• Misspellings – Although it may make your site look a little unprofessional, including a very common misspelling of your keywrod is one of the easiest ways to rank #1 for that exact spelling and get some free traffic. This is one of the fun things to experiment with after you’ve optimized the rest of your site.
  • Acronyms – If your keyword is an acronym like SEO, write out the words completely (Search Engine Optimization) so that you can target those people who do not know the acronym.

Similar Keywords

If you’re making a page to target “big hats,” consider changing up the adjective “big” to its synonyms, like “huge,” “giant,” “large,” “humongous,” or “oversized.” You can also use the names of specific words that relate to “big hats,” like “cowboy hat” and “sombrero.” By using this tactic, you give yourself a chance to rank for those similar keywords, plus you let the search engines know more about your page and what it’s about. The more a search engine knows about your page, the better off you’re going to be!

Page Depth

Page depth refers to the number of required clicks to get to a page from the homepage. Pages that are available in one click are deemed more important than those that are nearly hidden and require more than 3 clicks to reach. It might seem a little strange, but if you can visualize your website in a tree graph, you will easily notice why certain pages are performing poorly in the search engines.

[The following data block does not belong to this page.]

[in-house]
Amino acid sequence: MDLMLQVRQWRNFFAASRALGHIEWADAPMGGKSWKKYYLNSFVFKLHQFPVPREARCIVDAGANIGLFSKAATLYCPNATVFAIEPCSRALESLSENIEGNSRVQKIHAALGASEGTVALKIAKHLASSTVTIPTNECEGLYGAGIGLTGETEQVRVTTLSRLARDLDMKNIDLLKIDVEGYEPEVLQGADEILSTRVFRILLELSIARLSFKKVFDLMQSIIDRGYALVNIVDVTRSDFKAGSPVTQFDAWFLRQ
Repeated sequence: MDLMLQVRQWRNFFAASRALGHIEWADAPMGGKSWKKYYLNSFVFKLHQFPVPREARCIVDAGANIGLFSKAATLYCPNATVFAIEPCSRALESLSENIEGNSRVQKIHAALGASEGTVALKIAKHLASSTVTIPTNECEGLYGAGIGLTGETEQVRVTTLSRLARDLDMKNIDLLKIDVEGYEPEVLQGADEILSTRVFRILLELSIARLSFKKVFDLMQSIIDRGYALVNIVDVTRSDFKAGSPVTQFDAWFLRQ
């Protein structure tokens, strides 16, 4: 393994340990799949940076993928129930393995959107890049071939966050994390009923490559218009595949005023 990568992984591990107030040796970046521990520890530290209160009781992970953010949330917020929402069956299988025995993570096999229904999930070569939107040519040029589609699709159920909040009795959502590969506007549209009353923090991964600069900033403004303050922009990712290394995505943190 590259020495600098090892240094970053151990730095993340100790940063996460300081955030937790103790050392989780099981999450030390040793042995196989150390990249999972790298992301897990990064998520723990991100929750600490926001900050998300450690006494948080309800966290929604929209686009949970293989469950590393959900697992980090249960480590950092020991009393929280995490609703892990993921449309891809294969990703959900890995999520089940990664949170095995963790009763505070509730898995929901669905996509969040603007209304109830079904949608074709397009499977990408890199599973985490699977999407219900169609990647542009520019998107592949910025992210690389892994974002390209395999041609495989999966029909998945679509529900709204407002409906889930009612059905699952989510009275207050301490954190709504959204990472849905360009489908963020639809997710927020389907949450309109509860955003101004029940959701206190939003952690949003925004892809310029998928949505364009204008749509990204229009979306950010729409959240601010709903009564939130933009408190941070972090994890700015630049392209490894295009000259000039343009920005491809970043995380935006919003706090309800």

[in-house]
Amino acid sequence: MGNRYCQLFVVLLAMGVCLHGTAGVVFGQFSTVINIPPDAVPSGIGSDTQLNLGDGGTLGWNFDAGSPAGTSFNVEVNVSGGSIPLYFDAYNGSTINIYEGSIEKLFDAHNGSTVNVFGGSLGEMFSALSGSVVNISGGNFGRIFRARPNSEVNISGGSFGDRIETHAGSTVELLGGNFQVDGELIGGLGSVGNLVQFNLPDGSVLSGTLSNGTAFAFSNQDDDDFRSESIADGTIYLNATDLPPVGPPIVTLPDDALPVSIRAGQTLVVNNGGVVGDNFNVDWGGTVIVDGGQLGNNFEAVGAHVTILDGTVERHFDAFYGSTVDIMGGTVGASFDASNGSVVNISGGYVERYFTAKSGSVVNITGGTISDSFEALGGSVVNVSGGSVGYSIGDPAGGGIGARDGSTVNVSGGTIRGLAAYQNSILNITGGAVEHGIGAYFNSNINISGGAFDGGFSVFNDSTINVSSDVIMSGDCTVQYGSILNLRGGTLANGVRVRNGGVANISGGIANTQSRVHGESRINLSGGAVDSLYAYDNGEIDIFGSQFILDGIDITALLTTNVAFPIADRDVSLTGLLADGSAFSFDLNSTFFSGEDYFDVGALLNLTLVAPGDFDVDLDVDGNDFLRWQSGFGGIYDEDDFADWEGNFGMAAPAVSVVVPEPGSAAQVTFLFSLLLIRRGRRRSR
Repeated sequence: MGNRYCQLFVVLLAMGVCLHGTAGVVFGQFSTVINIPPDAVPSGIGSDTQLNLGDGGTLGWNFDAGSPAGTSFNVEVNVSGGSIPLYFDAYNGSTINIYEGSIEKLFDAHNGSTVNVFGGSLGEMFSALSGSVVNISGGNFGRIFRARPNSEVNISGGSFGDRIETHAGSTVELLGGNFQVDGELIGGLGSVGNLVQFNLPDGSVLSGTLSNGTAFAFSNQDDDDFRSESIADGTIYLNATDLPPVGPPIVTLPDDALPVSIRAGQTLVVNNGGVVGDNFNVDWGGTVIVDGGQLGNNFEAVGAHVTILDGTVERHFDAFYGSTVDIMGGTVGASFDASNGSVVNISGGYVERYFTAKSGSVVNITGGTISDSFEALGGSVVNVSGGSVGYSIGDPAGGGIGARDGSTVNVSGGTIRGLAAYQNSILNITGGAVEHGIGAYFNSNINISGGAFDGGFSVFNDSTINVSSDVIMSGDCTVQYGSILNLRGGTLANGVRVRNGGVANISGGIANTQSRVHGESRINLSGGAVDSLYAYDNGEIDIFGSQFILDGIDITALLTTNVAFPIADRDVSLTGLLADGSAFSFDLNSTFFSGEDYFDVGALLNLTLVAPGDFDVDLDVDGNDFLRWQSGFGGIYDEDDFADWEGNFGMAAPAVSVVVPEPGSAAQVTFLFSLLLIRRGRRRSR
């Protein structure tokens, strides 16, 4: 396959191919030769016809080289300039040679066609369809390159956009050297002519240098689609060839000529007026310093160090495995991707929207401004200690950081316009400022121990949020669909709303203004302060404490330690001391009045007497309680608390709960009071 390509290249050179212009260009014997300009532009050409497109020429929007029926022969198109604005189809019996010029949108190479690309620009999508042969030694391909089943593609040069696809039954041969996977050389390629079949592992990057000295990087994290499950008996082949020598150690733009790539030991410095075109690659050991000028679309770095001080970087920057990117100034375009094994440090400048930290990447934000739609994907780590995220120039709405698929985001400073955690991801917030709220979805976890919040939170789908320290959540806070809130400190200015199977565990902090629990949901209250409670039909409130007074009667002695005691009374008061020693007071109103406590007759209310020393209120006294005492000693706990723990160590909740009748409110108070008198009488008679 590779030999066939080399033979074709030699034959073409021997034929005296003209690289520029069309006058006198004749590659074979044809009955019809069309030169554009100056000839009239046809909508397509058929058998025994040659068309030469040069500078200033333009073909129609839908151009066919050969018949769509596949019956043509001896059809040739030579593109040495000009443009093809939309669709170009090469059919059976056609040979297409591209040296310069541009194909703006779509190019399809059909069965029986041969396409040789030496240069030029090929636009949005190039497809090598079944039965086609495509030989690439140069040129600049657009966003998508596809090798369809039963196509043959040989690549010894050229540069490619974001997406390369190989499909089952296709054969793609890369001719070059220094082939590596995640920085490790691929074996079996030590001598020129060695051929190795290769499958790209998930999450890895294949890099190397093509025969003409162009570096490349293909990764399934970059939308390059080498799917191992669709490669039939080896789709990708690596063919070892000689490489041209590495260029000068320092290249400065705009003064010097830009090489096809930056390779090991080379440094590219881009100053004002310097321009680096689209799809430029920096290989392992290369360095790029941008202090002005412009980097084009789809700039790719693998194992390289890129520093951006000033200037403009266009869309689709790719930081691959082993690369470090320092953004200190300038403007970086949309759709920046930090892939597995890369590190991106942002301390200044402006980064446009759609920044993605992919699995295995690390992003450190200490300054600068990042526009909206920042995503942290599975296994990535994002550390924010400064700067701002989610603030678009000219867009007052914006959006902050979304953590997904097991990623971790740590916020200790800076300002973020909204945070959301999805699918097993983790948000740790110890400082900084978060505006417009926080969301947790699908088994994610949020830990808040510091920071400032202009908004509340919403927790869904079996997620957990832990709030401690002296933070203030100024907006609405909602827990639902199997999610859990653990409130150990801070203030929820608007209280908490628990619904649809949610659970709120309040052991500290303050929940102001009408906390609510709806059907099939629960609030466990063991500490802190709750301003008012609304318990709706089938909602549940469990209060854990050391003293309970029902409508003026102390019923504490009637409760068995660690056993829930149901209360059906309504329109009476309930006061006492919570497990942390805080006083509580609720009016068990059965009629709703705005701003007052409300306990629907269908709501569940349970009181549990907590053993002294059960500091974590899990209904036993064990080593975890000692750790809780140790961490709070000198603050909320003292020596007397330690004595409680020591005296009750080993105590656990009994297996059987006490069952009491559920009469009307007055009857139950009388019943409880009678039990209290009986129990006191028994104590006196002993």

By organizing your site in this format, you can see which pages are getting a lot of page depth love and which are hurting. If you have a lot of worthless pages and few important product pages, you might take this opportunity to restructure your site.

Anchor Text

Simply getting links from many other websites is not enough for your website to rank well in the search engines. The quality of your anchor text will play a huge factor in ranking your pages for specific keywords, especially competitive ones.

What is Anchor Text?

Anchor text refers to the words that make up a link, they are the words that turn your mouse cursor into a finger-pointing hand. For example, in the sentence, “I really like to go to this store,” “this store” is anchor text for the link.